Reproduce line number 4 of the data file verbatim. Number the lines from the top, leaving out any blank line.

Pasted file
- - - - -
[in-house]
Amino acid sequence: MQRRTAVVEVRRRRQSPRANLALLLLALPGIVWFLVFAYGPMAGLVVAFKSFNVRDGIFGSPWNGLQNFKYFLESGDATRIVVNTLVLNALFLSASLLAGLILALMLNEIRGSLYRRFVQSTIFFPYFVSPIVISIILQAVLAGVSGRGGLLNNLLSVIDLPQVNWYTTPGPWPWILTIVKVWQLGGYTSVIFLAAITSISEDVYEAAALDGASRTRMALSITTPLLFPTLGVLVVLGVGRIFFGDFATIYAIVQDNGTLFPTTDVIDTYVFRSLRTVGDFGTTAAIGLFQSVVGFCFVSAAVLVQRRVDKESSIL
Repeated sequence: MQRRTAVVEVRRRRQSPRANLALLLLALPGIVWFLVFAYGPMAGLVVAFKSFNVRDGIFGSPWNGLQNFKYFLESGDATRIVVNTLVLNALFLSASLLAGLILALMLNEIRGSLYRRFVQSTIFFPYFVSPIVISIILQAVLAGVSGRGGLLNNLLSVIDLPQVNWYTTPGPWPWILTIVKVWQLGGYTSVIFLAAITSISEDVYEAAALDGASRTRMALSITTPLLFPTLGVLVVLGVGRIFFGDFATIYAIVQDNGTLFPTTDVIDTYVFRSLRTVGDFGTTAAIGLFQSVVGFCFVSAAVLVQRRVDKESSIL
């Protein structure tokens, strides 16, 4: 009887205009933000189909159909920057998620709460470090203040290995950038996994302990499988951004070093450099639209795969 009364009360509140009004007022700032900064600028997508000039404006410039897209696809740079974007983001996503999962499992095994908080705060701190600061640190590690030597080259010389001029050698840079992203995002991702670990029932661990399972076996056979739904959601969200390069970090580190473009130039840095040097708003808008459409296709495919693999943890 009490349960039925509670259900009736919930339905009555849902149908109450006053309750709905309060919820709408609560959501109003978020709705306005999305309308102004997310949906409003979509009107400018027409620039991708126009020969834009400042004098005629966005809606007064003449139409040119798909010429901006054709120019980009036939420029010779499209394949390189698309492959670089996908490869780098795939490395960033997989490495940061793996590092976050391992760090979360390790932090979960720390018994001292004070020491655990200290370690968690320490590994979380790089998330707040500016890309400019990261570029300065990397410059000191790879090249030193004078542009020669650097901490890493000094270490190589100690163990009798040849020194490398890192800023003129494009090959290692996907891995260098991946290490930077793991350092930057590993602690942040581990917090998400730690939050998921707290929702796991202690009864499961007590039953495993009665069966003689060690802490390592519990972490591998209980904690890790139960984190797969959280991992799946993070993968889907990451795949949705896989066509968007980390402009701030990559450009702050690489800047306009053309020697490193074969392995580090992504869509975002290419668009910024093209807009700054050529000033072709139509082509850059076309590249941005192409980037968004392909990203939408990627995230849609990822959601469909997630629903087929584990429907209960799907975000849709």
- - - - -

């Protein structure tokens, strides 16, 4: 009887205009933000189909159909920057998620709460470090203040290995950038996994302990499988951004070093450099639209795969 009364009360509140009004007022700032900064600028997508000039404006410039897209696809740079974007983001996503999962499992095994908080705060701190600061640190590690030597080259010389001029050698840079992203995002991702670990029932661990399972076996056979739904959601969200390069970090580190473009130039840095040097708003808008459409296709495919693999943890 009490349960039925509670259900009736919930339905009555849902149908109450006053309750709905309060919820709408609560959501109003978020709705306005999305309308102004997310949906409003979509009107400018027409620039991708126009020969834009400042004098005629966005809606007064003449139409040119798909010429901006054709120019980009036939420029010779499209394949390189698309492959670089996908490869780098795939490395960033997989490495940061793996590092976050391992760090979360390790932090979960720390018994001292004070020491655990200290370690968690320490590994979380790089998330707040500016890309400019990261570029300065990397410059000191790879090249030193004078542009020669650097901490890493000094270490190589100690163990009798040849020194490398890192800023003129494009090959290692996907891995260098991946290490930077793991350092930057590993602690942040581990917090998400730690939050998921707290929702796991202690009864499961007590039953495993009665069966003689060690802490390592519990972490591998209980904690890790139960984190797969959280991992799946993070993968889907990451795949949705896989066509968007980390402009701030990559450009702050690489800047306009053309020697490193074969392995580090992504869509975002290419668009910024093209807009700054050529000033072709139509082509850059076309590249941005192409980037968004392909990203939408990627995230849609990822959601469909997630629903087929584990429907209960799907975000849709």